months that have objects available in the given year, according to
      ``queryset``, in ascending order.

    * ``year``: The given year, as a four-character string.

    * ``object_list``: If the ``make_object_list`` parameter is ``True``, this
      will be set to a list of objects available for the given year, ordered by
      the date field. This variable's name depends on the
      ``template_object_name`` parameter, which is ``'object'`` by default. If
      ``template_object_name`` is ``'foo'``, this variable's name will be
      ``foo_list``.

      If ``make_object_list`` is ``False``, ``object_list`` will be passed to
      the template as an empty list.

``django.views.generic.date_based.archive_month``
-------------------------------------------------

**Description:**

A monthly archive page showing all objects in a given month. Objects with a
date in the *future* are not displayed unless you set ``allow_future`` to
``True``.

**Required arguments:**

    * ``year``: The four-digit year for which the archive serves (a string).

    * ``month``: The month for which the archive serves, formatted according to
      the ``month_format`` argument.

    * ``queryset``: A ``QuerySet`` of objects for which the archive serves.

    * ``date_field``: The name of the ``DateField`` or ``DateTimeField`` in
      the ``QuerySet``'s model that the date-based archive should use to
      determine the objects on the page.

**Optional arguments:**

    * ``month_format``: A format string that regulates what format the
      ``month`` parameter uses. This should be in the syntax accepted by
      Python's ``time.strftime``. (See the `strftime docs`_.) It's set to
      ``"%b"`` by default, which is a three-letter month abbreviation. To
      change it to use numbers, use ``"%m"``.

    * ``template_name``: The full name of a template to use in rendering the
      page. This lets you override the default template name (see below).

    * ``template_loader``: The template loader to use when loading the
      template. By default, it's ``django.template.loader``.

    * ``extra_context``: A dictionary of values to add to the template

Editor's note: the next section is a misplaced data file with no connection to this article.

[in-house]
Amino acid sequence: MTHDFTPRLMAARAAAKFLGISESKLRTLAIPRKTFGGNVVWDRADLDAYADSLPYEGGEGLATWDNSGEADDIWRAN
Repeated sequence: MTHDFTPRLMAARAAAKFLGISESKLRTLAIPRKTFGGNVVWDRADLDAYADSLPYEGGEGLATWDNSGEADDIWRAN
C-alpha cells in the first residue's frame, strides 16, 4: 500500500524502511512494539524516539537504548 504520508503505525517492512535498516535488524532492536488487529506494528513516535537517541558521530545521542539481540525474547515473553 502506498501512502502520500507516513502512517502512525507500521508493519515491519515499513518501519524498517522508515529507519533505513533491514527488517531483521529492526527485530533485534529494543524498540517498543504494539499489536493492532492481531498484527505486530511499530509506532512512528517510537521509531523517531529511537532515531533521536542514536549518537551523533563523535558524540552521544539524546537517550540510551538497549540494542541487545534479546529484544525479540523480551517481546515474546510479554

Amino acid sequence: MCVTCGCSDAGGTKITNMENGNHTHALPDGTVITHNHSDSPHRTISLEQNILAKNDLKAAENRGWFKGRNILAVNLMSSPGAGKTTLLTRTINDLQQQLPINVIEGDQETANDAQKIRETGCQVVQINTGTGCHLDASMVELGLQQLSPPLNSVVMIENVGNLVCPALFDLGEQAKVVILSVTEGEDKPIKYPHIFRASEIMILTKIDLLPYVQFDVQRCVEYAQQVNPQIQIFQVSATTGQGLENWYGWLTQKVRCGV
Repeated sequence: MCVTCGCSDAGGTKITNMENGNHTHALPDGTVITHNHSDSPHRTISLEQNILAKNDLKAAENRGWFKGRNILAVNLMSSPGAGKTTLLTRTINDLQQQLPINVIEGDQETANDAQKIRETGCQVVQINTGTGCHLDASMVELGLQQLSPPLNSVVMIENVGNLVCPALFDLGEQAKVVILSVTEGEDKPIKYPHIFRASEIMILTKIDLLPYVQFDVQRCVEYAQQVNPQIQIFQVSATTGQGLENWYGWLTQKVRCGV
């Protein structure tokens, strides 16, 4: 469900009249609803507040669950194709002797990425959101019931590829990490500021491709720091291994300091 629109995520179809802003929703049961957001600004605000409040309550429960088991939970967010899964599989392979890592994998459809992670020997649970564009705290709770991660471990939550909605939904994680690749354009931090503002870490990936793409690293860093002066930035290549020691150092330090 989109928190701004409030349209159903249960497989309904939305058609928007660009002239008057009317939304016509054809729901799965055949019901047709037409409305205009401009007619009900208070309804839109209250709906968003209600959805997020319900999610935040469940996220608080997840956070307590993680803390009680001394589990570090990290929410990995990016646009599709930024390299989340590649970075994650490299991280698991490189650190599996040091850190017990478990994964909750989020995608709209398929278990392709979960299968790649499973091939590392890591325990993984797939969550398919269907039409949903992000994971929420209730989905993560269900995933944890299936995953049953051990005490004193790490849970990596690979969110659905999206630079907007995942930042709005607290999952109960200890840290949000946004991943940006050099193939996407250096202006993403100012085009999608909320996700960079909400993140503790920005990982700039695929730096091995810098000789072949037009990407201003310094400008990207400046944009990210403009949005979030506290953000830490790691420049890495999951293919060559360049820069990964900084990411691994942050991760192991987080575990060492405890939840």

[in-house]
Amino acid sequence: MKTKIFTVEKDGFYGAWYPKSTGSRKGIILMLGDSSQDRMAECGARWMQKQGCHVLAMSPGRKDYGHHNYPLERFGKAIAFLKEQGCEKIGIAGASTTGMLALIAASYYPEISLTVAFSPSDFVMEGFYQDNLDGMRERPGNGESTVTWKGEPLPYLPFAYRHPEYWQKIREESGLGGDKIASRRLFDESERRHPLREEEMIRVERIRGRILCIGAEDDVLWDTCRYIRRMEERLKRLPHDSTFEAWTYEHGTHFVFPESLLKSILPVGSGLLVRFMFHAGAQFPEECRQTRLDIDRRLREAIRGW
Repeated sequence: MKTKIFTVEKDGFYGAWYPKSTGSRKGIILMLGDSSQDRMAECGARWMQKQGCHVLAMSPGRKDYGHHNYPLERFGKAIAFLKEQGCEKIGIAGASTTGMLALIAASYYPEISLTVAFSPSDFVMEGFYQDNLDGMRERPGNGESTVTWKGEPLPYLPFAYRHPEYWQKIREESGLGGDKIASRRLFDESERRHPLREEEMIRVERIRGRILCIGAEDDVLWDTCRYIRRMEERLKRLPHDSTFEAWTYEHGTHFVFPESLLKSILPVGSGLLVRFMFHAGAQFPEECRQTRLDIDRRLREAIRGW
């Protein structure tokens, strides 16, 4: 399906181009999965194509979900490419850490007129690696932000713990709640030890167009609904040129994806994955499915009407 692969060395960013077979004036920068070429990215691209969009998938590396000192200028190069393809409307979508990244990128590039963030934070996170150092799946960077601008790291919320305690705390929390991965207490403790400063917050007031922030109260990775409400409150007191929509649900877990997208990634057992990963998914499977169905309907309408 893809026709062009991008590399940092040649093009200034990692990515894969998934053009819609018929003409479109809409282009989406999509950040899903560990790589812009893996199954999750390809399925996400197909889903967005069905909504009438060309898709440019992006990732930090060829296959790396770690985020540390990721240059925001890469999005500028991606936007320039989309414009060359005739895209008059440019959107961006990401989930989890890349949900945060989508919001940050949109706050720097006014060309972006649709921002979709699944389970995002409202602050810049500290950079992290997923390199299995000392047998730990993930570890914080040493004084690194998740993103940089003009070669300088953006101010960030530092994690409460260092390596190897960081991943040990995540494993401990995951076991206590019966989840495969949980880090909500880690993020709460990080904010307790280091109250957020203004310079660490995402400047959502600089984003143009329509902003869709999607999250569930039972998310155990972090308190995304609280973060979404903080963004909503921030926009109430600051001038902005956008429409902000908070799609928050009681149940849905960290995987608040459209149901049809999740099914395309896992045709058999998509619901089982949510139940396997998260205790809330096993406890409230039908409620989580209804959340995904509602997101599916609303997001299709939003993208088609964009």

context. By default, this is an empty dictionary. If a value in the
      dictionary is callable, the generic view will call it
      just before rendering the template.

    * ``allow_empty``: A boolean specifying whether to display the page if no
      objects are available. If this is ``False`` and no objects are available,
      the view will raise a 404 instead of displaying an empty page. By
      default, this is ``False``.

    * ``context_processors``: A list of template-context processors to apply to
      the view's template. See the `RequestContext docs`_.

    * ``template_object_name``:  Designates the name of the template variable
      to use in the template context. By default, this is ``'object'``. The
      view will append ``'_list'`` to the value of this parameter in
      determining the variable's name.

    * ``mimetype``: The MIME type to use for the resulting document. Defaults
      to the value of the ``DEFAULT_CONTENT_TYPE`` setting.

    * ``allow_future``: A boolean specifying whether to include "future"
      objects on this page, where "future" means objects in which the field
      specified in ``date_field`` is greater than the current date/time. By
      default, this is ``False``.

**Template name:**

If ``template_name`` isn't specified, this view will use the template
``<app_label>/<model_name>_archive_month.html`` by default.

**Template context:**

In addition to ``extra_context``, the template's context will be:

    * ``month``: A ``datetime.date`` object representing the given month.

    * ``next_month``: A ``datetime.date`` object representing the first day of
      the next month. If the next month is in the future, this will be
      ``None``.

    * ``previous_month``: A ``datetime.date`` object representing the first day
      of the previous month. Unlike ``next_month``, this will never be
      ``None``.

    * ``object_list``: A list of objects available for the given month. This
      variable's name depends on the ``template_object_name`` parameter, which
      is ``'object'`` by default. If ``template_object_name`` is ``'foo'``,